Personal Branding: Workplace Narcissism Or An Effective Practice?
Branding is a term that has its roots in the heyday of the American West. A brand was burnt into the hyde of an animal so that, after the snows were gone, a rancher could figure out whose animal belonged to whom. A brand signified that this cow was owned by that guy.
Brands were idiosyncratic icons that could be easily recognized. Applied with red hot steel in the iconic shape, clear differences between brands were essential. Cattle rustlers and horse thieves were treated to severe consequences so ownership had to be brutally clear.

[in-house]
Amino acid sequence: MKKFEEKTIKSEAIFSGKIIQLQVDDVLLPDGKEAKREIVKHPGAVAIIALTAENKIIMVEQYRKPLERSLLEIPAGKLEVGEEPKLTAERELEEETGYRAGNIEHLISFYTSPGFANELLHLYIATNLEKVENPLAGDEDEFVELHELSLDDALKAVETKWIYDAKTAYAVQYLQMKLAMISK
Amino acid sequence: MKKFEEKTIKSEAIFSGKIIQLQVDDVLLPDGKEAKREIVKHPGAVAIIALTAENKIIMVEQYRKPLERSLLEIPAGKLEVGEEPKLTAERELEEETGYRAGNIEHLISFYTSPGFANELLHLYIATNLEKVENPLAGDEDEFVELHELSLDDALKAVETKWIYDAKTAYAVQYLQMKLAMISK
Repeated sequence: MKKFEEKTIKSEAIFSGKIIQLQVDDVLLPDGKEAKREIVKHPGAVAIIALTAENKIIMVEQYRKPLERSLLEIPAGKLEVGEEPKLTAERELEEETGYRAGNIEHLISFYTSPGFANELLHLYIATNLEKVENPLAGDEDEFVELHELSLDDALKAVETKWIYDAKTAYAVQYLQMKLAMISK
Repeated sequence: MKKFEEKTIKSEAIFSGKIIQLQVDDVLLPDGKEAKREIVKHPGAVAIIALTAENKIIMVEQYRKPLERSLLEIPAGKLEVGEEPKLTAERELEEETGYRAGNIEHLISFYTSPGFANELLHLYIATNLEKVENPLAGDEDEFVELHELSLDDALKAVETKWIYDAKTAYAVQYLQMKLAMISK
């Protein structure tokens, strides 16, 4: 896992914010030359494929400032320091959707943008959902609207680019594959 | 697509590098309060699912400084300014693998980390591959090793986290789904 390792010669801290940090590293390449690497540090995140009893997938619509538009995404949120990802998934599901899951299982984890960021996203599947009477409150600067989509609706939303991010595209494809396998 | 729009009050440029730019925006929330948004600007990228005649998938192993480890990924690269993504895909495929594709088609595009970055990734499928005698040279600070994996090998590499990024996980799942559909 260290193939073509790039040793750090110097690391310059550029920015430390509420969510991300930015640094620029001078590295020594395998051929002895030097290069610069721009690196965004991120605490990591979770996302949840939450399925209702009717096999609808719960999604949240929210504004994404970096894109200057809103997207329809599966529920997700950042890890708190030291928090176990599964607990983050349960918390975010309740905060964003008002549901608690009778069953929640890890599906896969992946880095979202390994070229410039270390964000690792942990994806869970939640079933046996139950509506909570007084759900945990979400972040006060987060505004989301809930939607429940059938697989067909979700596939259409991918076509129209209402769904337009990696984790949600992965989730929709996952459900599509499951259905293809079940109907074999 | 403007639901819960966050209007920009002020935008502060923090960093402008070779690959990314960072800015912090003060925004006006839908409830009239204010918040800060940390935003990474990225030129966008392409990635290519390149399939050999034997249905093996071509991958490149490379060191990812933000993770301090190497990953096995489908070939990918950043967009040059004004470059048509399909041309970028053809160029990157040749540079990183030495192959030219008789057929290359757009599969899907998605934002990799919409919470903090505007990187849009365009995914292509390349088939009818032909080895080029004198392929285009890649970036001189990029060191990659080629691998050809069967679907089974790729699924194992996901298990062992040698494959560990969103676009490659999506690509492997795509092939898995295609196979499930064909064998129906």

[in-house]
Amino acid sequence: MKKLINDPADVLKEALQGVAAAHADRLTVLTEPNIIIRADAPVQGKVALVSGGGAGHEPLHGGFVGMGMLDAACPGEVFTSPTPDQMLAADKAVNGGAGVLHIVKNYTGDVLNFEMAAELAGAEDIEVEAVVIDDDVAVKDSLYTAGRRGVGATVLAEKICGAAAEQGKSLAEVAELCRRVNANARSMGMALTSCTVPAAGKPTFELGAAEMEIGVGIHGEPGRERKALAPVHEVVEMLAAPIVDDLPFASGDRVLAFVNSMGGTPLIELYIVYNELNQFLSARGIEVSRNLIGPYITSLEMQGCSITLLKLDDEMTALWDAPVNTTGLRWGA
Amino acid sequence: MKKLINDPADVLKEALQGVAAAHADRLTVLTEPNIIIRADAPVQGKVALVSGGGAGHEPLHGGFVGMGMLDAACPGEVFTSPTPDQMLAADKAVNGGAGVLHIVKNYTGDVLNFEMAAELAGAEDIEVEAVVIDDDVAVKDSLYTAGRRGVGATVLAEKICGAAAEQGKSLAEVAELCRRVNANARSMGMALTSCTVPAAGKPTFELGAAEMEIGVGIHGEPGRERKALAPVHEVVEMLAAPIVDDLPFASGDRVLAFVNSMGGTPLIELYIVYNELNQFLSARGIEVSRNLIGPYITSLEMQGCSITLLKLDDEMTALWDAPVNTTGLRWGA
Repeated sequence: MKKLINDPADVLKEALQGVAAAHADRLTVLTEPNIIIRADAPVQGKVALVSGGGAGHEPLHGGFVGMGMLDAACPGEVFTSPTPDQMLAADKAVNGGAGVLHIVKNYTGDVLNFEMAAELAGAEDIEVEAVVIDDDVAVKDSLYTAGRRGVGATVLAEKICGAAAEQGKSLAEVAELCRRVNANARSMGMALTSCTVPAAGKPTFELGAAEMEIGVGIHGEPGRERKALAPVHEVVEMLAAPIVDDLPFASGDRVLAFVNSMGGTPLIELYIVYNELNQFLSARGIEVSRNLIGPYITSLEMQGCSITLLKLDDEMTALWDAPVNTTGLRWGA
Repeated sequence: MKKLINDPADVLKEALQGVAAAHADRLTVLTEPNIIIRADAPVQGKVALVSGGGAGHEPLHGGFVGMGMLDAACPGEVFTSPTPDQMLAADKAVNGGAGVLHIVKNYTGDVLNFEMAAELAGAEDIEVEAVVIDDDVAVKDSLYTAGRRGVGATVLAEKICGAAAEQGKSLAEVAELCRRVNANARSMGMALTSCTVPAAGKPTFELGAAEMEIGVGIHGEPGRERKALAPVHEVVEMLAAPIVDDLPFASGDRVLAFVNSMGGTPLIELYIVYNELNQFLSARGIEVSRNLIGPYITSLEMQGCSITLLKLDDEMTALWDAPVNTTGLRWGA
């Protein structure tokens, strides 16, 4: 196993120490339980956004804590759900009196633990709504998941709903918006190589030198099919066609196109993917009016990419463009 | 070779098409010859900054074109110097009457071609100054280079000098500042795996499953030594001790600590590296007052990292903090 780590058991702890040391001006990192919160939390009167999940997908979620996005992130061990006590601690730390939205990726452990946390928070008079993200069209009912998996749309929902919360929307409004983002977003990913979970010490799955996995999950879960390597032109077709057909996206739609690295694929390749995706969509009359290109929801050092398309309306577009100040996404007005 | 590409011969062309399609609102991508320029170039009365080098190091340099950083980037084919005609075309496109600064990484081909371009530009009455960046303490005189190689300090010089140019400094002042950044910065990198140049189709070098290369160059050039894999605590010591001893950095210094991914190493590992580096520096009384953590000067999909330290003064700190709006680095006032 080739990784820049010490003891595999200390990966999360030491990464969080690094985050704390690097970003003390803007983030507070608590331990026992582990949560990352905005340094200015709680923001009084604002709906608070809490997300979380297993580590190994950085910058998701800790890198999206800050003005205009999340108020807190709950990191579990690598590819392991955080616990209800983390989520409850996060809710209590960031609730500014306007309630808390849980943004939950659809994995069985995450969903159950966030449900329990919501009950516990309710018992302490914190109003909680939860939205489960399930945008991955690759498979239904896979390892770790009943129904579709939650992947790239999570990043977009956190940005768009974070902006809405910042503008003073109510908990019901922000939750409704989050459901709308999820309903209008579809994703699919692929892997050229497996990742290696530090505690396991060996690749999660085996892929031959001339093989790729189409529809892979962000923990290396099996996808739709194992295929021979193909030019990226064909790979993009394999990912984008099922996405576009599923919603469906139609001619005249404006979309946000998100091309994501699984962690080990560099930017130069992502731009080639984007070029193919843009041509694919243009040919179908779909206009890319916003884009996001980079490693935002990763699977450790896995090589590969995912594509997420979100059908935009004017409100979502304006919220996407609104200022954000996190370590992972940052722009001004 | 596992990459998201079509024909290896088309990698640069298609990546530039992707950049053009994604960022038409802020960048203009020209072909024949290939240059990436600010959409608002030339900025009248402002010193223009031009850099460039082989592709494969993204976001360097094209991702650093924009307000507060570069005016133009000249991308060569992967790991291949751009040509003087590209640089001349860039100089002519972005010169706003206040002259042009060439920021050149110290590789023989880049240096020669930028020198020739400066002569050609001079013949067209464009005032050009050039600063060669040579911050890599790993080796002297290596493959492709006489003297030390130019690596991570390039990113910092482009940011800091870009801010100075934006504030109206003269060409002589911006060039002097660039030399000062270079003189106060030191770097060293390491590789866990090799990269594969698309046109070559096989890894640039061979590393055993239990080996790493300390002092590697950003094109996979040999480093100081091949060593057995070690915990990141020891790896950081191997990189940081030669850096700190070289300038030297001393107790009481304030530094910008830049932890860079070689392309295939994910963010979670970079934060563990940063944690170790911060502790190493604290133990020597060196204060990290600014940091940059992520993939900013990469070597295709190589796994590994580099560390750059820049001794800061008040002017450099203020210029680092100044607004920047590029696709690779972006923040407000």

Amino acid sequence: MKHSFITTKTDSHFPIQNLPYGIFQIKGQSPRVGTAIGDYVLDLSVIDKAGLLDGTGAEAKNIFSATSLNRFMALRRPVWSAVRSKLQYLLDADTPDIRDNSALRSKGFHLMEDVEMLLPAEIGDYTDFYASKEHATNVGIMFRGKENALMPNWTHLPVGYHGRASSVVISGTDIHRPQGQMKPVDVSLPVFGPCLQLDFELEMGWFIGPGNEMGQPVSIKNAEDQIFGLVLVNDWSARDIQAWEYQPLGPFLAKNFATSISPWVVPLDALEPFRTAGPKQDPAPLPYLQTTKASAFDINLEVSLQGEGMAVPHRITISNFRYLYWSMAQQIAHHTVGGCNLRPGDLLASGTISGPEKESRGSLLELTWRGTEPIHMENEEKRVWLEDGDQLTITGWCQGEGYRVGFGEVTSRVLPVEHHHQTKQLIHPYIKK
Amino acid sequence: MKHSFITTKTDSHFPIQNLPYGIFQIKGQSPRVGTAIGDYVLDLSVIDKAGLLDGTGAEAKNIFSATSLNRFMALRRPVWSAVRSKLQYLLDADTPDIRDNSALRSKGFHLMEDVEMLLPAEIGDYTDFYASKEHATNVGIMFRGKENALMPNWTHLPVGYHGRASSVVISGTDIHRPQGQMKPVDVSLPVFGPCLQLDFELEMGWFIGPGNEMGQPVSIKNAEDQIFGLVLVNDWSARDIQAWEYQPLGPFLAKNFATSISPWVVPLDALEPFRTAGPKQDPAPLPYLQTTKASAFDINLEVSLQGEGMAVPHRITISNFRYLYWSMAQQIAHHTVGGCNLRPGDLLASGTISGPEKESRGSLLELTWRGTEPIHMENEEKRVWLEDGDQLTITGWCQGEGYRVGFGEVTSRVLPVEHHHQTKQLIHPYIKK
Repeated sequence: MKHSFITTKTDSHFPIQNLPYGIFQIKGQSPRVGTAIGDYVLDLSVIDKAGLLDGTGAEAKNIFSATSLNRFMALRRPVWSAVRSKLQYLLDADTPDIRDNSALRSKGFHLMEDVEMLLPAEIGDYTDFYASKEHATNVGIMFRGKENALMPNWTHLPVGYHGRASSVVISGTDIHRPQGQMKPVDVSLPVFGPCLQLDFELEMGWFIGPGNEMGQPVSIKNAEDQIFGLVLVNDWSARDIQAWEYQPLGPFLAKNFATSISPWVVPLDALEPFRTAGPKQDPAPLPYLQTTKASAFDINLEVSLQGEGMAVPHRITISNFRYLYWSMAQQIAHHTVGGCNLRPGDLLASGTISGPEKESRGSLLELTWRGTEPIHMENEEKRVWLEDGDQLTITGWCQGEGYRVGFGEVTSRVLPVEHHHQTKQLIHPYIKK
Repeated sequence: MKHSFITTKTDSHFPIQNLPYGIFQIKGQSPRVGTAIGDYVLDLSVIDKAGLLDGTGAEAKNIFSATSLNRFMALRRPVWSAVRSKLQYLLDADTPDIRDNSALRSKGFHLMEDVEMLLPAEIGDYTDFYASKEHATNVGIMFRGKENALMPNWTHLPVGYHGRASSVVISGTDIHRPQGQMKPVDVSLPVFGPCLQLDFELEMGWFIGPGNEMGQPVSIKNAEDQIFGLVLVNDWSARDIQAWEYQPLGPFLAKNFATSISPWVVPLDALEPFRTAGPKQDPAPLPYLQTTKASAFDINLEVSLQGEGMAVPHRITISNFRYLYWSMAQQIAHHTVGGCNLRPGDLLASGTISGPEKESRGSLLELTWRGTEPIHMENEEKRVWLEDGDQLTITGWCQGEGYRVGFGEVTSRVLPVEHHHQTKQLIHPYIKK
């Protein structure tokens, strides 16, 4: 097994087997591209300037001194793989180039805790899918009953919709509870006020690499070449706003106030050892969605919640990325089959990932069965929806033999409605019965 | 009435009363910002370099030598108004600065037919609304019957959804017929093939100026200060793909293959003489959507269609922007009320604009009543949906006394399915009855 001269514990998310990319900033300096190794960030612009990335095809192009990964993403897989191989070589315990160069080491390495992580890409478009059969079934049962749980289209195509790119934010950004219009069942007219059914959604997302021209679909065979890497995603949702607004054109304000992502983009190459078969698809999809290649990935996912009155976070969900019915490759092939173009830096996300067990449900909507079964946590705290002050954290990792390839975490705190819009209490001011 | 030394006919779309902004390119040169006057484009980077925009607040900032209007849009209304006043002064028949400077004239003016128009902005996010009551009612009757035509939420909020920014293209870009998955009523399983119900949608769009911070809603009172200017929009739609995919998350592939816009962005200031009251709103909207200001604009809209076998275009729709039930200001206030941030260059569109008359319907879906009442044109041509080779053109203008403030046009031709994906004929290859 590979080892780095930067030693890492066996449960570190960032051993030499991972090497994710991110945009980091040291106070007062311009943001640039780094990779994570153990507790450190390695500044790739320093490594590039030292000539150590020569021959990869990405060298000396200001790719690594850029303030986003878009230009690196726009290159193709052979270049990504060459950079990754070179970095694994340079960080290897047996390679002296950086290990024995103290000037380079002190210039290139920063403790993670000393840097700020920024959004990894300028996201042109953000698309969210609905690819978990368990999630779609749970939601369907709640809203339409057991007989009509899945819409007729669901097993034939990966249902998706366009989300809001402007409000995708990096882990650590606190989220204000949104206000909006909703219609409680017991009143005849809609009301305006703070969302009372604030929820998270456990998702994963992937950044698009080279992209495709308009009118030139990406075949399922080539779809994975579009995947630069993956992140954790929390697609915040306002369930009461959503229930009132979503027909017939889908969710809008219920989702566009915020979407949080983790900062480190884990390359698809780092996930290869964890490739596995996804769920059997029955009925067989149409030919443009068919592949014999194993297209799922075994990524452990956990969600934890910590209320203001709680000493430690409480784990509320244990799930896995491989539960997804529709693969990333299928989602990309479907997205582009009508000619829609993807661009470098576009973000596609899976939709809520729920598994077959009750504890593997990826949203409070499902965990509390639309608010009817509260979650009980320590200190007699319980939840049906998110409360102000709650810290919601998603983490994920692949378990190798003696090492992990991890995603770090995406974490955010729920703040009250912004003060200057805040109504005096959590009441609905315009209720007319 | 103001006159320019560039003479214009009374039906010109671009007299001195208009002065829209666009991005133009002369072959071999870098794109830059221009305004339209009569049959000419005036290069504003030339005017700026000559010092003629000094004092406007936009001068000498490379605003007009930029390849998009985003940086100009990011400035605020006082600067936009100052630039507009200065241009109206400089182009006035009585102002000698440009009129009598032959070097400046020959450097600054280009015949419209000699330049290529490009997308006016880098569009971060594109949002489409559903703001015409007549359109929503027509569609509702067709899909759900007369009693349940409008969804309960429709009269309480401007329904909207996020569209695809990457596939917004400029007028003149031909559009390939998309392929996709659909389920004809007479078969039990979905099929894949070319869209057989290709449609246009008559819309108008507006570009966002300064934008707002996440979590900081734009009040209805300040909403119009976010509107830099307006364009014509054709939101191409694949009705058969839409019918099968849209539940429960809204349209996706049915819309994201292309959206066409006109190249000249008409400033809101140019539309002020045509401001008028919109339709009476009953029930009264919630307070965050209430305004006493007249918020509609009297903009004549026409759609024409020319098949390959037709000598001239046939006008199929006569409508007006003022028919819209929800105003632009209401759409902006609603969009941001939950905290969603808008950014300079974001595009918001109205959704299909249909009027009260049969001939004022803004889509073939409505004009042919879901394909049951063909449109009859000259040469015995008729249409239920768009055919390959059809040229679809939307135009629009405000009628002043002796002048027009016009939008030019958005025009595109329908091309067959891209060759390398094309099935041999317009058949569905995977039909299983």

The cows never had the benefit of anesthesia.
You’ve certainly heard about personal branding. It’s the idea that the entire world needs to be able to distinguish you from all of the other people who are pretending to be you, or competing with you for a job. While a hot branding iron is not required in order to brand oneself, extraordinary attention to differentiation is.
The business of personal branding, which resembles the behavior of young children preening in front of a mirror, is a new form of narcissism. It is rooted in the notion that celebrity can be a key to career success. Nothing is further from the truth.
Bosses and coworkers hate prima donnas. The more you practice personal branding, the more they are going to want to sear your behind with a red hot personal avatar. Workplace associates prefer those who pitch in to those who kiss up.